I love cooking with fresh ingredients, and one of my favorites is fresh squeezed lemon juice. There is little you could do to convince me to purchase lemon juice at the store. The thought of acidic lemon juice swimming around in (and eating away at) a plastic bottle does not make me do a happy dance. But then again, I’m not a fan of plastic. I’ve been using glass since I set up house with my husband in the 1990’s. Back then people used to walk into my kitchen and ask, “what are all those jars for?!”
For more on my preference for glass, and disdain of plastic, check out my collection of mason jars to the left (they have their own special cabinet in my kitchen) and read my Why Glass post.
Fresh lemon juice is fantastic because it is both more flavorful and more nutritious than store bought lemon juice. Lemon juice is full of vitamin C, most of us know that. Did you know that lemon juice is also very alkaline and can help to balance your pH and prevent kidney stones? Lemon juice is also a great remedy for a sore throat –usually I drink my lemon juice in hot water when I have a tickle in my throat or feel a sniffle creeping up on me.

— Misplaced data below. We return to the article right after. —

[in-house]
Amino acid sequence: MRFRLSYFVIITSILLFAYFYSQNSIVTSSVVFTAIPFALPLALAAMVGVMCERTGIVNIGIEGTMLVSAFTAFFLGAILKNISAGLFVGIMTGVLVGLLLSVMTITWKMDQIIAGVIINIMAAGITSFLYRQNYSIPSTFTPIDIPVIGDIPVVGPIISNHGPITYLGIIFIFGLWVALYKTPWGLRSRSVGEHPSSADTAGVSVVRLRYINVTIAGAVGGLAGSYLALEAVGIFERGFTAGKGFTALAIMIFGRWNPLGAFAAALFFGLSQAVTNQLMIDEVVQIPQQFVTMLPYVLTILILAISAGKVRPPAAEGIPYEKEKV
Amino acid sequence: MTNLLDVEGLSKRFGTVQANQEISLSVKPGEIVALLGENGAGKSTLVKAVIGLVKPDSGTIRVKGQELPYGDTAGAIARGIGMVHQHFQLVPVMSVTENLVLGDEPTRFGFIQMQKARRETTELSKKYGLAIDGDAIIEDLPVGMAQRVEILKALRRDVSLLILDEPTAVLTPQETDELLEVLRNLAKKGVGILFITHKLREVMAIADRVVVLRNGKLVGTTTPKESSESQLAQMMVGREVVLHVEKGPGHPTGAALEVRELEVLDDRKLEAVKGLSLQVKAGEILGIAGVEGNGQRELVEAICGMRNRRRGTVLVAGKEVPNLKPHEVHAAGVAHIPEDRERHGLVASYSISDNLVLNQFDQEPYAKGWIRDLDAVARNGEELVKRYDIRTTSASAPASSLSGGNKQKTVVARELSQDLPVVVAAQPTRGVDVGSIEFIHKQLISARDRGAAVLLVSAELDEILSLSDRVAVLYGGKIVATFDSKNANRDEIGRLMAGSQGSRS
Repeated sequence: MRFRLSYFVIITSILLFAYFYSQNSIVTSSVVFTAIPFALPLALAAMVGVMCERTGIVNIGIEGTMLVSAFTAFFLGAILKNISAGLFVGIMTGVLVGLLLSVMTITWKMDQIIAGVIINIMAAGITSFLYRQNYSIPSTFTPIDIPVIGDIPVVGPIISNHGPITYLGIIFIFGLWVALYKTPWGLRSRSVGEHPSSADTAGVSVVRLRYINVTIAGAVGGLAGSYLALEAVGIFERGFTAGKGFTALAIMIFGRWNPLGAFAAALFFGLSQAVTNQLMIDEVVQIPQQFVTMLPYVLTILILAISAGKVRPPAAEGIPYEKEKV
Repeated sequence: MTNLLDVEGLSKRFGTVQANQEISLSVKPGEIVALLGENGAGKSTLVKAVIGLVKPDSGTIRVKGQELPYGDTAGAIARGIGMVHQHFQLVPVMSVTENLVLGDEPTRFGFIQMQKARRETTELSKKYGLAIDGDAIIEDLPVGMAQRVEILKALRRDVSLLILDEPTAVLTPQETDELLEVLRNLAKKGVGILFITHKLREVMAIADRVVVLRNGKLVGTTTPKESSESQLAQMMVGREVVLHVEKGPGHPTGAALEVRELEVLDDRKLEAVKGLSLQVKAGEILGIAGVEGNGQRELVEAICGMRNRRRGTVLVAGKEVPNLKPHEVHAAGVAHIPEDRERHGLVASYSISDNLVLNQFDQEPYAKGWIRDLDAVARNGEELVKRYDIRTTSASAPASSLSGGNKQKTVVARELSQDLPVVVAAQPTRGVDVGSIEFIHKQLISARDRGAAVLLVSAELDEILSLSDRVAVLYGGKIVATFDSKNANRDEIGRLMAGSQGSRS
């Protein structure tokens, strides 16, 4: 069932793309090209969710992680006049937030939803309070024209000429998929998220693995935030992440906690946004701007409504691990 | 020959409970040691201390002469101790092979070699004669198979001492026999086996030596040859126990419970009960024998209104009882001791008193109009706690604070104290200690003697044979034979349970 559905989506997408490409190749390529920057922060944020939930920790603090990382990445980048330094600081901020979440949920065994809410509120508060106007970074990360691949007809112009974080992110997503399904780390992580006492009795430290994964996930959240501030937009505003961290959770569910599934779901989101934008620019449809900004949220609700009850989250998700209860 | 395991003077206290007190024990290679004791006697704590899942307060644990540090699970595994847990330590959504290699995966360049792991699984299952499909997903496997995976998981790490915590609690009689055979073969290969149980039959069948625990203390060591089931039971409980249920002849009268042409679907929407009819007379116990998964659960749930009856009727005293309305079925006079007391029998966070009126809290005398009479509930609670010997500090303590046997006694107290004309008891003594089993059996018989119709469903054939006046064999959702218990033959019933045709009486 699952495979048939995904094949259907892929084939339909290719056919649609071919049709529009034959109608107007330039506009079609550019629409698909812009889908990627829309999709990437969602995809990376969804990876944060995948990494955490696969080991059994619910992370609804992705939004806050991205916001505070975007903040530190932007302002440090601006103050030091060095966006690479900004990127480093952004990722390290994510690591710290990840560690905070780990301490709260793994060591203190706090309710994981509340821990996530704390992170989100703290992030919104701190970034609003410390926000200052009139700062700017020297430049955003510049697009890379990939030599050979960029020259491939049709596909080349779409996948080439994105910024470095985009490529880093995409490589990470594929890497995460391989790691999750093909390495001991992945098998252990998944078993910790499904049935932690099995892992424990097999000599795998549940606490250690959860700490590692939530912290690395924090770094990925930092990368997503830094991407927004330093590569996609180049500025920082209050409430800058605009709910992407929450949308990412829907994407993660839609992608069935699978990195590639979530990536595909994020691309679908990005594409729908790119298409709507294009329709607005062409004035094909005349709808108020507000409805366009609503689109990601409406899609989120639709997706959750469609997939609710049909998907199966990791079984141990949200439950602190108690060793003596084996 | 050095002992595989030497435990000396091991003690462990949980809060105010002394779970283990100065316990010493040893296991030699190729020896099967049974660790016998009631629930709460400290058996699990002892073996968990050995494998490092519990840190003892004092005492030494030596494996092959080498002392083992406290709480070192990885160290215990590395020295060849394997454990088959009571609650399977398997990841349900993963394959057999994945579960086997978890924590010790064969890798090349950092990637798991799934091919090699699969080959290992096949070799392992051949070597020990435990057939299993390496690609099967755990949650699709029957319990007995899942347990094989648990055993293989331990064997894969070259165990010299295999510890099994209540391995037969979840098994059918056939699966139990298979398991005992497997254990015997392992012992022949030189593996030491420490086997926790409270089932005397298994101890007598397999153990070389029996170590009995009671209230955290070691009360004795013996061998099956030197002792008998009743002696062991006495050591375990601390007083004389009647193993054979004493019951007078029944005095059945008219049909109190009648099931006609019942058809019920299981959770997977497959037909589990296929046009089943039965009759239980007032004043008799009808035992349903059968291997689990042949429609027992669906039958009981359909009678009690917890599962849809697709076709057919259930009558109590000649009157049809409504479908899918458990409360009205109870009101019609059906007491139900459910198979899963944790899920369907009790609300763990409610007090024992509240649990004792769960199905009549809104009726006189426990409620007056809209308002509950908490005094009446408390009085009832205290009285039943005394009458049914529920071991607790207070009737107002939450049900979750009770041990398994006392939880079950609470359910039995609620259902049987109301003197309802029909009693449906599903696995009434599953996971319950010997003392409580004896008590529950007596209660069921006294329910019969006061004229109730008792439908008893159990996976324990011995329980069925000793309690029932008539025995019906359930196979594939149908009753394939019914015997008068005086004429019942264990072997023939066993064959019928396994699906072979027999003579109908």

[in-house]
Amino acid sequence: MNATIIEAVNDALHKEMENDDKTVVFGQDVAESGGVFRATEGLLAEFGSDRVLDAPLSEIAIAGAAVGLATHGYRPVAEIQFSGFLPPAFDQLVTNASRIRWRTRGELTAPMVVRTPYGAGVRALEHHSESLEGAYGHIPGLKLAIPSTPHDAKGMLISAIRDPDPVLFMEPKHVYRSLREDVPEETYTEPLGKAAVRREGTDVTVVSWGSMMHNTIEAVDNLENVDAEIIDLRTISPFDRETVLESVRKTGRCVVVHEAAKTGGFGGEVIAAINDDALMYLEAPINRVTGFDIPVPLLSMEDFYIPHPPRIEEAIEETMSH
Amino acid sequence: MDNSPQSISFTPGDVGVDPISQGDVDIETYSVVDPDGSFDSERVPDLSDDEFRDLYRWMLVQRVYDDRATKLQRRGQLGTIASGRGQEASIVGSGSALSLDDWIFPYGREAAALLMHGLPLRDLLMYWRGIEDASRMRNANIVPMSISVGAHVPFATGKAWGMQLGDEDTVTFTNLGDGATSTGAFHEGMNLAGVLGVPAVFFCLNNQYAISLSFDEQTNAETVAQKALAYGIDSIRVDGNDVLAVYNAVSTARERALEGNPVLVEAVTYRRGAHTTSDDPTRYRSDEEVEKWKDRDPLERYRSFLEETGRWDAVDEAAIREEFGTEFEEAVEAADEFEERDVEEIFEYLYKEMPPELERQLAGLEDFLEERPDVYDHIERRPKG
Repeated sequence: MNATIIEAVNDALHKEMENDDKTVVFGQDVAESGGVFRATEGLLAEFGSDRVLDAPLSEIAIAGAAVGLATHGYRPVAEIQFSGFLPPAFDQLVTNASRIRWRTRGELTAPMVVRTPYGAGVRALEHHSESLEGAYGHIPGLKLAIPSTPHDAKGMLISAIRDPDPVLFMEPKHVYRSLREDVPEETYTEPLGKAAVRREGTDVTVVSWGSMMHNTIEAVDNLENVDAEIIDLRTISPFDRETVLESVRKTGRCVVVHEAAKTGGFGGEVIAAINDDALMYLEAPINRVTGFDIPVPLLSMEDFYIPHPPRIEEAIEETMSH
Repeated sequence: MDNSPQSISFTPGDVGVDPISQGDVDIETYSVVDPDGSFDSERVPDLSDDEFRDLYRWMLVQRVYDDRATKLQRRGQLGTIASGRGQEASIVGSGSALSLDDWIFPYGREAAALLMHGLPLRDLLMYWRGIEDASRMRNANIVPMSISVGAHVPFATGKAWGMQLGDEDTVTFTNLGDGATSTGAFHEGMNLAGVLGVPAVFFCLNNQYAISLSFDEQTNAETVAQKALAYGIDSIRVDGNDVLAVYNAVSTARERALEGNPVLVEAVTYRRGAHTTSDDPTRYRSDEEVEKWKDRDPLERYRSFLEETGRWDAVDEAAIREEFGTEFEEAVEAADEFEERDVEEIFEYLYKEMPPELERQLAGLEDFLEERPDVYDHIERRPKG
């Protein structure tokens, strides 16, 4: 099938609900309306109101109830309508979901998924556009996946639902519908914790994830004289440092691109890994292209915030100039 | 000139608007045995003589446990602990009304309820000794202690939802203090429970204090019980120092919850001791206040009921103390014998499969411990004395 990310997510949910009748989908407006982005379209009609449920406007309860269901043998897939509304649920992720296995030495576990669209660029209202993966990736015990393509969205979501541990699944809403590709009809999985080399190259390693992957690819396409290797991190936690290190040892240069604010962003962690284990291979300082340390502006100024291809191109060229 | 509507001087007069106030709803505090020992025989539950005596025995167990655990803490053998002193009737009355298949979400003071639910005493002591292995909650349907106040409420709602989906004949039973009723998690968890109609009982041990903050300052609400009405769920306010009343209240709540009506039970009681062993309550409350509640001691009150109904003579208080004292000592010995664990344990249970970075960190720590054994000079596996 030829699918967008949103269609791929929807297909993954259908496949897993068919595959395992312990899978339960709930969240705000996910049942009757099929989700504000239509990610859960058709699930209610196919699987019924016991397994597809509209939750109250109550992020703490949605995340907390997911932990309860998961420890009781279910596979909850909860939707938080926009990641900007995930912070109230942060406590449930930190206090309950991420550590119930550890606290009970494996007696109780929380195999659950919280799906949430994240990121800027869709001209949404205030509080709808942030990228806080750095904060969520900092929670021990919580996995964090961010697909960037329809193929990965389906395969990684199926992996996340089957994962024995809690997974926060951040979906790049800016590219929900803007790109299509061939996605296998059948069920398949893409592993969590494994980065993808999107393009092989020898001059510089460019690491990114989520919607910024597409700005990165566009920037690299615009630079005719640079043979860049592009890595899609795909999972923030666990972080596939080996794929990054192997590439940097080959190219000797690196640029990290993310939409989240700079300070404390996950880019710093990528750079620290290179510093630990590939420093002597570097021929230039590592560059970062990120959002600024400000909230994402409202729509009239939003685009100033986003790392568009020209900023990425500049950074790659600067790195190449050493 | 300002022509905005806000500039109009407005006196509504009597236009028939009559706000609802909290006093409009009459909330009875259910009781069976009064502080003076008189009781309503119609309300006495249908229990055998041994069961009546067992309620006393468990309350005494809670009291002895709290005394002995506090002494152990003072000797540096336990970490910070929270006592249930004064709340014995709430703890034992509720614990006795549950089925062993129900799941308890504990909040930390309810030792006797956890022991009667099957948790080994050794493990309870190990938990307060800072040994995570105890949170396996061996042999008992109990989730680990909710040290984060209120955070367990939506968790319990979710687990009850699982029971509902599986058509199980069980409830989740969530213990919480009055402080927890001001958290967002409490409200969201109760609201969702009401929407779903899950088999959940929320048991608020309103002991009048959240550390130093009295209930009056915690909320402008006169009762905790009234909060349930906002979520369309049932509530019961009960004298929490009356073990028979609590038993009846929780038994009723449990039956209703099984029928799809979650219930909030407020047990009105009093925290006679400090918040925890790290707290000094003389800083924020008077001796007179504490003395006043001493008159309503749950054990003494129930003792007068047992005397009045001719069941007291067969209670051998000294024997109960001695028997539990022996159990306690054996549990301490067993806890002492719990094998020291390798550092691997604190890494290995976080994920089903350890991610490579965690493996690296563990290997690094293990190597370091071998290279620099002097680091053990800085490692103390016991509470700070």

Lemons are full of potassium and a great source of thiamin, riboflavin, iron, and magnesium. Further, lemons are a great addition to a low-carb diet. They provide a burst of fruit flavor without sugar or much carbohydrate load.
So, wondering how to juice a lemon? My favorite way is with the hand-held juicing tool above. First, I roll the lemons against the counter to soften them up, then I cut them in half, and cut the ends off of each lemon. Next, I place half of the lemon in the juicing tool and squeeze it as hard as I can. I find I get a great yield from my lemons when I follow these steps. The lemon juice that I squeeze usually lasts around 5 days or so in the refrigerator. It keeps its flavor well, probably because it is so acidic. When it does start to turn the juice will take on an unpleasant, bitter flavor.
On Sundays, when I do my batch cooking for the week, I squeeze half a dozen lemons and store the freshly squeezed lemon juice in the refrigerator, so that I have it on hand for cooking. Sometimes, I like to add a tablespoon or so of lemon juice to a glass of water, along with a couple of drops of stevia, for an instant homemade lemonade. When I Start the Day with Hot Water and Lemon, I spare my fresh squeezed lemon juice and use a freshly chopped slice in a mug of boiling water. I’ve been doing that for years, and love it.
What’s your favorite way to juice a lemon? Leave a comment and let us know if you have any tips and tricks to make the process even easier!